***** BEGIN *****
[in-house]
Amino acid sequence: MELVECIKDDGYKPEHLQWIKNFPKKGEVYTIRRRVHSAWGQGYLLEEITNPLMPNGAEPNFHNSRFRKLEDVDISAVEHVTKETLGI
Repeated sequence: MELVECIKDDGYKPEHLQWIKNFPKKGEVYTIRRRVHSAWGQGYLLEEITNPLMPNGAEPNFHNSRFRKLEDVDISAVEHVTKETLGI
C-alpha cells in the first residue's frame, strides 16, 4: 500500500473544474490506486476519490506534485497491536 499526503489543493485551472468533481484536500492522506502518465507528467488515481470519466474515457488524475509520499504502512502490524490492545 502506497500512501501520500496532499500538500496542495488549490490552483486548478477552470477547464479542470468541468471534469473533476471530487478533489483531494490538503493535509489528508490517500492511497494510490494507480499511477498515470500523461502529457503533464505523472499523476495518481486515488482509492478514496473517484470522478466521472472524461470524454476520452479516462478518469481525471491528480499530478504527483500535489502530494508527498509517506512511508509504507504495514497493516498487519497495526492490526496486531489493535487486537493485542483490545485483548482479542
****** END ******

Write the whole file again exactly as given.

[in-house]
Amino acid sequence: MELVECIKDDGYKPEHLQWIKNFPKKGEVYTIRRRVHSAWGQGYLLEEITNPLMPNGAEPNFHNSRFRKLEDVDISAVEHVTKETLGI
Repeated sequence: MELVECIKDDGYKPEHLQWIKNFPKKGEVYTIRRRVHSAWGQGYLLEEITNPLMPNGAEPNFHNSRFRKLEDVDISAVEHVTKETLGI
C-alpha cells in the first residue's frame, strides 16, 4: 500500500473544474490506486476519490506534485497491536 499526503489543493485551472468533481484536500492522506502518465507528467488515481470519466474515457488524475509520499504502512502490524490492545 502506497500512501501520500496532499500538500496542495488549490490552483486548478477552470477547464479542470468541468471534469473533476471530487478533489483531494490538503493535509489528508490517500492511497494510490494507480499511477498515470500523461502529457503533464505523472499523476495518481486515488482509492478514496473517484470522478466521472472524461470524454476520452479516462478518469481525471491528480499530478504527483500535489502530494508527498509517506512511508509504507504495514497493516498487519497495526492490526496486531489493535487486537493485542483490545485483548482479542